I did not know when the police were given responsibility for ensuring singers sing to the proper tune of the song, especially ‘Rabindra Sangeet’ (Tagore Songs).
Tomorrow, they will haul singers singing ‘Nazrul Geeti’ or band (or pop) music for not strictly following the music grammar.
Remember, the police arrested folk singers and send them to prison for singing folk songs, which they said had hurt the feeling of the Muslims.
During the coronavirus pandemic in 2020, two Baul (mystic) singers—Rita Dewan and Shariat Sarker were arrested separately under the repressive Digital Security Act, for allegedly “hurting the religious sentiments of Muslims.”
Social media is flooded with protests and satire posts by academics, journalists, social justice advocates, human rights defenders and of course the netizens.
Police recently harassed a nondescript Youtuber and video-blogger Hero Alom, who was born and lives in Bograand was summoned to the office of the Detective Police.
He was not charged after he signed an apology on a piece of paper stating that he will never sing Tagore Songs in distorted tune and proper pronunciation. It is understood that some aggrieved persons had complained against Alom to the police. Is it a crime to sing inappropriately?
How do the law enforcement officers understand Hero Alom’ssongs on the YouTube channel were distorted? Are they certified by a musical institute or themselves graduates from a music college or an institute – likeChhayanaut, Bangladesh Academy of Fine Arts (BAFA), Government Music College or any recognised music institutions in the country?
If they are not certified music experts, have they consulted with a music connoisseur or teacher of RabindraSangeet? Unfortunately, they have not!
The nation has not forgotten that songs and poetry penned by Rabindranath Tagore were banned from broadcast by the Dhaka station of Radio Pakistan in 1967 during the military junta of General Ayub Khan.
Tagore is considered taboo in Pakistan since the partition in 1947. Finally, all works of Tagore were officially banned in government media (Radio Pakistan, PTV, government-owned newspapers) by the orders of powerful information and broadcasting ministerKhwajaShahabuddin and vetted by East Pakistan governor Monem Khan in 1967.
One reason is that he is an Indian. Secondly, he was dubbed as a Hindu – which fortunately he was not. His family practised Brahmmo – believing in One God, singing the Upanishad’s ‘ekeshwar’ and distanced themselves from idolatry. His father, Debendranath Tagore, adopted the Brahmofaith and does away with the rituals of Sanatan Dharma (faith).
Rabindranath Tagore is a poet of Bengal, India, and the world. Songs of Nobel laureate Rabindranath are national anthems in India, Bangladesh and Sri Lanka and of course,in the minds and hearts of the Bangalee diaspora (from both sides of Bengal) living abroad.
The Islamists in Bangladesh for decades have been demanding of the government to trash the national anthem written by Tagore, who is dubbed a Hindu and an Indian.
Scores of Mullahs in Waz-Mehfil(Islamic rallies) uploaded videos on YouTubethreatening to forcibly change the national anthem, which they explain compromises the culture, language and spirit of majoritarian Sunni Muslims.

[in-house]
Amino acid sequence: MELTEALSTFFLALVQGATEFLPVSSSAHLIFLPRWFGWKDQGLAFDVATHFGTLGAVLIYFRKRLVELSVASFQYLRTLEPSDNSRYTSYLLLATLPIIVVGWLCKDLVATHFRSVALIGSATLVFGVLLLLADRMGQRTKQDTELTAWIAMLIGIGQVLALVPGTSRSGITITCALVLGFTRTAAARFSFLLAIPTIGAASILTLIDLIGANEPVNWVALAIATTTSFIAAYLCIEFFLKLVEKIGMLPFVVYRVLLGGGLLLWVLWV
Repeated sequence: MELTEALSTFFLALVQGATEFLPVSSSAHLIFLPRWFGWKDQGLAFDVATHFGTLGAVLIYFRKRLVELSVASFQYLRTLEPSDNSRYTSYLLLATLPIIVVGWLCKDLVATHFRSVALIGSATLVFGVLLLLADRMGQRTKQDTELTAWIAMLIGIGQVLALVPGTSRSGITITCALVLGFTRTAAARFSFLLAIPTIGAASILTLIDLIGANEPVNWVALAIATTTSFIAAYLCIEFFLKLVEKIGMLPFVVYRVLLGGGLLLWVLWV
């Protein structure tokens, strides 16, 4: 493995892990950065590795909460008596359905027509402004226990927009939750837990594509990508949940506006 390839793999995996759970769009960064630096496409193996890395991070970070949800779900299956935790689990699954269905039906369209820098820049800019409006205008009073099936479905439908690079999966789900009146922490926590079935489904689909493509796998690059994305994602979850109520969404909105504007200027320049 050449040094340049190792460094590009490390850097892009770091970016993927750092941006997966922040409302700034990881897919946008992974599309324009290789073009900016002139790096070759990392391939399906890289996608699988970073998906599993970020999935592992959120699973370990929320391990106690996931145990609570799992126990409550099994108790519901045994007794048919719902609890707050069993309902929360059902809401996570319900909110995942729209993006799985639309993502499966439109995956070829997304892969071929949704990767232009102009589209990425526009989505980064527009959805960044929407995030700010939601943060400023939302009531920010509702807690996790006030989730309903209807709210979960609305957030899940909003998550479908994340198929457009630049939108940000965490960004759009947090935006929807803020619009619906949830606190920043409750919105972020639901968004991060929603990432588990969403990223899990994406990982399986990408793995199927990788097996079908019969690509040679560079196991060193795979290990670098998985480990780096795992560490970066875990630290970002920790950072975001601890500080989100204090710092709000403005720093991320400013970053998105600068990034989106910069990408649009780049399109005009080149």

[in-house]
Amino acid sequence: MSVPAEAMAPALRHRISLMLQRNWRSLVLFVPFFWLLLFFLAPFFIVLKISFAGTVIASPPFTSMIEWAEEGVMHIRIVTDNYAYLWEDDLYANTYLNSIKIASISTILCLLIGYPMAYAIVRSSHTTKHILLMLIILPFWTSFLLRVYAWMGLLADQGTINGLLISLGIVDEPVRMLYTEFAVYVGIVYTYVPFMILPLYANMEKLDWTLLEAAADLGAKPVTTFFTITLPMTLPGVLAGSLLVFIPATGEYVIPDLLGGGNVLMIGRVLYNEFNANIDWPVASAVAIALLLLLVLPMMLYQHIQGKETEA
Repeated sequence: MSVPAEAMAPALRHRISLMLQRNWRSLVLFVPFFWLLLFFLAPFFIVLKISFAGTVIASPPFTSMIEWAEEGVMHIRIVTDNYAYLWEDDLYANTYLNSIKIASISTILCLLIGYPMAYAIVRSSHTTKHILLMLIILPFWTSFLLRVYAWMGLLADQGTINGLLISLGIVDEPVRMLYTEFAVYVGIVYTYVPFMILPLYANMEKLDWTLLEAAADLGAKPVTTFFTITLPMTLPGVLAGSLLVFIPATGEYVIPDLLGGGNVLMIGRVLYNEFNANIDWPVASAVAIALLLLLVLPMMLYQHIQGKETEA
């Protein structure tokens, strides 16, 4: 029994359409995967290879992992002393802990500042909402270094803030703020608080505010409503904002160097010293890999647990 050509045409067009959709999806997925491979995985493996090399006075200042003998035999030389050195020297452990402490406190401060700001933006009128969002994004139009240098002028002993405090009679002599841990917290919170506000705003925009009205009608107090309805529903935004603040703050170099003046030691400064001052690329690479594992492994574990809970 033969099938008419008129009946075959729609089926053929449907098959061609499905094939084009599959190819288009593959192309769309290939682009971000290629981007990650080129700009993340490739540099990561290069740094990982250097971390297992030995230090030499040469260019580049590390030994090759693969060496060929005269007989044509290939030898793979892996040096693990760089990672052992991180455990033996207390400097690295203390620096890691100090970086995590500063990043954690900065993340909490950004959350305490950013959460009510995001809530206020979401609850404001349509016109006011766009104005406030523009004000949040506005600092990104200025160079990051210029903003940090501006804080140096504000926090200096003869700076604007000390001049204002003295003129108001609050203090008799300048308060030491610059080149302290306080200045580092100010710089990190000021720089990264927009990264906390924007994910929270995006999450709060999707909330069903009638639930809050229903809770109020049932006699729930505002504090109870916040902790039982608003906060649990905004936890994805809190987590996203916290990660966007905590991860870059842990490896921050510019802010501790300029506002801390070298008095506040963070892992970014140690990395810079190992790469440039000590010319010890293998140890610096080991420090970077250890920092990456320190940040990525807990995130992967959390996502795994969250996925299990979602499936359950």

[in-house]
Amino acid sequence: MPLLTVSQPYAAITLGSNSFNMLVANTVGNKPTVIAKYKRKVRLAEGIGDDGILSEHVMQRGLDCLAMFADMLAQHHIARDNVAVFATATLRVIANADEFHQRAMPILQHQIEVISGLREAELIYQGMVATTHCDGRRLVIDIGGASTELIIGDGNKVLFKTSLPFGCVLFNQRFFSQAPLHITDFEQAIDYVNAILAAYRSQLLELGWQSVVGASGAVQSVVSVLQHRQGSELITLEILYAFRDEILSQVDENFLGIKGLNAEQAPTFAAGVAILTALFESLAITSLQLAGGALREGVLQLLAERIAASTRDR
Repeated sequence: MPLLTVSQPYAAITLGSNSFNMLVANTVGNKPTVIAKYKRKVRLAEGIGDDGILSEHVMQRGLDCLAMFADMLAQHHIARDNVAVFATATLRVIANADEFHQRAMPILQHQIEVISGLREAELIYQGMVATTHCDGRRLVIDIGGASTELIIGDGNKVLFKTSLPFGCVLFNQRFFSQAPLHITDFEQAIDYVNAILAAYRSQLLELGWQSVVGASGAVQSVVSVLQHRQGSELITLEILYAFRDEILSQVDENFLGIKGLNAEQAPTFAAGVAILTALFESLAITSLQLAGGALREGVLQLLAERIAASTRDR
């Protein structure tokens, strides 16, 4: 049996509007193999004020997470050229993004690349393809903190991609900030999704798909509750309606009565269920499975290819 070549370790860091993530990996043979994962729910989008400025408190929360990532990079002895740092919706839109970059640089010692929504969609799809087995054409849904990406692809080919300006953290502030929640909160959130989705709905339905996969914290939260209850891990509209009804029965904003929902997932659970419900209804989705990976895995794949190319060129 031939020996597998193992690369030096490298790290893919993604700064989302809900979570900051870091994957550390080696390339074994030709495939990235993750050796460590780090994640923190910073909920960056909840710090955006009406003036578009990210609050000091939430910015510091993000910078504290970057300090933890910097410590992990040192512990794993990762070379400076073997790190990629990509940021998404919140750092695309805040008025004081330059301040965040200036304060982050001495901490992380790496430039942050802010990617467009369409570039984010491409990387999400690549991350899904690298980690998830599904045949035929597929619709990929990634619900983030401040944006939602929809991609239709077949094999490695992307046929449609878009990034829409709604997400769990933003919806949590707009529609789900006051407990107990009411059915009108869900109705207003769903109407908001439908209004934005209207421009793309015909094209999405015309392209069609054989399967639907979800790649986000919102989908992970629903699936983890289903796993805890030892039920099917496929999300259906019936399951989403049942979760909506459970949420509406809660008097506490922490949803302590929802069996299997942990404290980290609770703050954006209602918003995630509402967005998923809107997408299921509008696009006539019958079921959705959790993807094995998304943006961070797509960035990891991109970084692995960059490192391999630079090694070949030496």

Well, the Islamist has not only called to get rid of the national anthem but also dared to speak nonsense against the national flag, and state constitution. They debunkedPahelaBaishak (Bangla New Year), Ekushey February (International Mother’s Language Day) and the rich cultural heritage of Bengal.
They taunt at independence war which created Bangladesh, after a humiliating surrender of marauding Pakistan military at Dhaka on 16th December 1971. They challenge the figures of 3 million victims of genocide and said Muslim soldiers cannot kill Muslims.
In the Waz, they speak foul regarding women’s education, women’s empowerment and women in leadership.
Islamist hate-speech does attack Hindus, Christians, Buddhists and Adivasis. They warn them that the land they are born among the majoritarian Muslims. Even, they provoke the government to ban Ahmadiyya – whom they say are not Muslims.
This does not end here!
The Islamists coerced the authorities to change the school textbooks in Bangladesh. The authority deleted several pieces of literature and poetry written by Hindu litterateurs. Even the sketches in the textbooks have been replaced by girls and women in headcovers and men wearing ‘Tupi’ (cap). The boys in half-pants or shorts have been replaced with pyjama and panjabi.
Well, to conclude the police and civil administration have turned a blind eye to the Waz-Mefils spitting hate-speech against the state authority, the spirit of the liberation war, and the religious and ethnic minorities.
Not to be surprised, none of the Islamic evangelists has been prosecuted under the controversial Digital Security Act, nor faced music of justice.
Is it not true that the draconian cyber law is only used against critics of the government, opposition, journalists, netizens, cultural activists and human rights defenders and not the Islamist hate-speech mongers?
First published in The News Times, 30 July 2022
Saleem Samad, is an independent journalist, media rights defender, recipient of Ashoka Fellowship and Hellman-Hammett Award. He can be reached at: email@example.com; Twitter @saleemsamad